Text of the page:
Zoom shares down 90 per cent from peak as pandemic boom fades.
This was on of the pandemic super winner turned big loser: Worth Another Look?
Shares of Zoom Video Communications Inc (ZM.O) have tumbled about 90 per cent from their pandemic peak in October 2020 as the former investor darling struggles to adjust to a post-COVID world.
The story for Zoom Video. Communications has been wild in recent years. Now, after building a large cash cushion by connecting the world through unprecedented times, the company took advantage to expand its unified communications platform to deliver better remote and office-based communication solutions to all its customers -- especially enterprise.
WHAT ZOOM DOES
Though widely recognized for its teleconferencing app Zoom Meetings, Zoom Video Communications provides a full suite of subscription-based communications software. Beyond Meetings, the company has also brought into the mix voice communications, chat, scaled event hosting, integrated workspaces, and contact center software to join its platform. All these implementations have been delivered under the steady leadership of founder and CEO Eric Yuan, who left Cisco's (NASDAQ: CSCO) Webex team in 2011 after frustration spurred him to introduce a more advanced videoconferencing technology to the world.
That was during the Covid pandemic peak, what's happened since.
The stock was down nearly 10 per cent on Tuesday after the company cut its annual sales forecast and posted its slowest quarterly growth, prompting at least six brokerages to cut their price targets.
The company, which became a household name during lockdowns due to the popularity of its video-conferencing tools, is trying to reinvent itself by focusing on businesses, with products such as cloud-calling service Zoom Phone and conference-hosting offering Zoom Rooms.
Analysts, however, say any turnaround in the business is still a few quarters away as growth in its mainstay online unit slows and competition from Microsoft Corp’s (MSFT.O) Teams and Cisco’s (CSCO.O) Webex and Salesforce’s (CRM.N) Slack gets intense.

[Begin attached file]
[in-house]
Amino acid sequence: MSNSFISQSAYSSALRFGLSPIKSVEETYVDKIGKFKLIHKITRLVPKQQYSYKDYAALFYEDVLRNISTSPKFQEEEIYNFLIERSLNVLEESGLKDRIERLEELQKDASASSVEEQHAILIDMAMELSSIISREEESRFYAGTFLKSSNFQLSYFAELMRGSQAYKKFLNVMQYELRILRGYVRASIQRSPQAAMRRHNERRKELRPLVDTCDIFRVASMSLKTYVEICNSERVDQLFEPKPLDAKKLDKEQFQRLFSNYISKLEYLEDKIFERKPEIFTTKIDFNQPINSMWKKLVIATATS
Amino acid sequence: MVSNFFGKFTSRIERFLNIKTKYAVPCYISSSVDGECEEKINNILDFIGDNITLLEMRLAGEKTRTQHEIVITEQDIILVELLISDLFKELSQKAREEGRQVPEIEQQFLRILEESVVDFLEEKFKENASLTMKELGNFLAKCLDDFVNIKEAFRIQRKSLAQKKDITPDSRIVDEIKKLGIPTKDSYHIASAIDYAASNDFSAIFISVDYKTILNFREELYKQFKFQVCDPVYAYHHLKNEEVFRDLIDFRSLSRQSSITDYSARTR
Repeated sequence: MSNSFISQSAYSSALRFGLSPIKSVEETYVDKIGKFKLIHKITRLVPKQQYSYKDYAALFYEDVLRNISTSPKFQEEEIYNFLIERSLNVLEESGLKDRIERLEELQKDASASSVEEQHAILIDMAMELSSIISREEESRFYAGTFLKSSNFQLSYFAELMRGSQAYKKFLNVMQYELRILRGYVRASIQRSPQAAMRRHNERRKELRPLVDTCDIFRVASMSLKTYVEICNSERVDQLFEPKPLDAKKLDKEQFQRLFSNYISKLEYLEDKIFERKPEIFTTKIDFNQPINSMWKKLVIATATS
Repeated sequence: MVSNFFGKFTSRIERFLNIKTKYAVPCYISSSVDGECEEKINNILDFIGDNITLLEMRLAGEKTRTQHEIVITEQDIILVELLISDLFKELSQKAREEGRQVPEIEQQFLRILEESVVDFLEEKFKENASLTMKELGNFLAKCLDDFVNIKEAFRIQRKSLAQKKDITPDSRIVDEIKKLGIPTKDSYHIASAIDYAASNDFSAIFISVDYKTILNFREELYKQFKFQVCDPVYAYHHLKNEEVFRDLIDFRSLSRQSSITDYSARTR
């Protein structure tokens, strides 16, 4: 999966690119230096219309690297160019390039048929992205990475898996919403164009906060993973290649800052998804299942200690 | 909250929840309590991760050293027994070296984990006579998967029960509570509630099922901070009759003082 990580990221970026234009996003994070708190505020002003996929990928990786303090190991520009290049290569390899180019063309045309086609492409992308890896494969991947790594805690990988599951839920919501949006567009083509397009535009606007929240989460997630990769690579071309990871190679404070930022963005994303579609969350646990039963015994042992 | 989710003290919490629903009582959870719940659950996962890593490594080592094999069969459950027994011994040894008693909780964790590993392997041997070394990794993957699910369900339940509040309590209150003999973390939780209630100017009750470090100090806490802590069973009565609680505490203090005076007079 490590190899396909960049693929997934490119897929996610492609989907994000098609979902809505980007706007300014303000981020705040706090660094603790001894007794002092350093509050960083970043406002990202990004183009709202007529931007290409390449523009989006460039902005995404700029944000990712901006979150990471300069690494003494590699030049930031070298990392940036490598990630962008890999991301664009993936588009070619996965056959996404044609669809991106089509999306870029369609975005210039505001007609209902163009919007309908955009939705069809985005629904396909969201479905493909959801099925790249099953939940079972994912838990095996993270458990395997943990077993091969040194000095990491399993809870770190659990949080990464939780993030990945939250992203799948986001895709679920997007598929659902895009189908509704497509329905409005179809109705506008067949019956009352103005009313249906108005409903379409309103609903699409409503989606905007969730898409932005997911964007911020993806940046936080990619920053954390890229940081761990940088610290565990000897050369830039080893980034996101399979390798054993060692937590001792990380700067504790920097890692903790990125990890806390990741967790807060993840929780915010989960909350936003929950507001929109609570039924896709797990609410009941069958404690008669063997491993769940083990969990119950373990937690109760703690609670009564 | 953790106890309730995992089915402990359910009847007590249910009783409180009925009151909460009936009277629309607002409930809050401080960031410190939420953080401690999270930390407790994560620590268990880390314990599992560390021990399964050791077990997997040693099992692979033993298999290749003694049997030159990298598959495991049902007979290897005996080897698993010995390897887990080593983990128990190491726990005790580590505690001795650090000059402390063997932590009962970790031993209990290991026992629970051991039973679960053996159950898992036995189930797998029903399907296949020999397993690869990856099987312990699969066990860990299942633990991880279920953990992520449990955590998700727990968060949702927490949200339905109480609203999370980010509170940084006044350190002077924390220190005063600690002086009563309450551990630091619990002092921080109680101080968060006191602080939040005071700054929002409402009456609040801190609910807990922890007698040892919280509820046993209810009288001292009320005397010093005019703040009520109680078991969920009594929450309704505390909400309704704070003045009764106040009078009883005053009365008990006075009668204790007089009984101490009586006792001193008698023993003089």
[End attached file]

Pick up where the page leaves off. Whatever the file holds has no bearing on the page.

“Zoom has a fundamental flaw – it has needed to spend heavily to keep hold of market share. Spending to cling onto, rather than grow, market share is never a good place to be and was a sign of trouble ahead,” Hargreaves Lansdown equity analyst Sophie Lund-Yates said.
The company’s operating expenses surged 56 per cent in the third quarter as it spent more on product development and marketing. Its adjusted operating margin shrank to 34.6 per cent from 39.1 per cent a year earlier.
Some brokerages believe acquisitions could help revive growth at Zoom, but Chief Executive Eric Yuan said on a post-earnings call that he continued to see heightened deal scrutiny for new business.
“The game is not over for them but without acquisitions this is a multi-year path to returning to higher growth,” Needham & Co analyst Ryan Koontz said.
What to consider today.
As the peak 2020 Zoom fervor has faded, so has the company's stock price. Down 85% from its all-time high and 54% just this year, Zoom has fallen from grace beyond what the company's fundamentals warrant. Zoom continues to deliver solid growth metrics even as many investors have turned away. That reduced mindshare in the public consciousness coincides with a slowing platform usage from individuals and small to medium businesses (SMBs).
Who should invest?
Investors with the patience to see how Zoom's story and cash deployment unfolds over the next 5+ years, at least.
While slowing growth from SMBs might sound concerning, it's important to recalibrate. The rapid shift to remote work and increased videoconferencing over the past few years pulled forward a lot of growth. Zoom's balance sheet is certainly grateful for that unexpected growth, adding almost $4.6 billion in just 2 years to its already substantial cash pile. Still, Zoom's primary target has always been enterprise. As Zoom has refocused its efforts to build out its full communications suite at the enterprise level, it raked in 18% more enterprise customers in the most recent quarter compared to a year ago. And customers who contribute more than $100,000 in annual revenue have increased in number by nearly 37% year over year.
Growth in that primary target market remains quite strong, and importantly, Zoom's current valuation is now more reflective of its goals. Right now, it trades around 22.6 times forward earnings -- comparatively low by recent growth stock standards.
The biggest question remaining for Zoom is: Where will it grow from here? Zoom maintains a net dollar expansion rate of 120% with its enterprise customers, demonstrating their interest in expanded offerings -- Zoom Phone, Zoom Rooms, Zoom Contact Center, and Zoom IQ for Sales. Zoom's growing stockpile of cash and short-term investments, now over $5.5 billion total, leaves it well-positioned to execute on optionality, but we're still watching to see exactly which path it will take.
Trade it or own it sell it? That's up to you.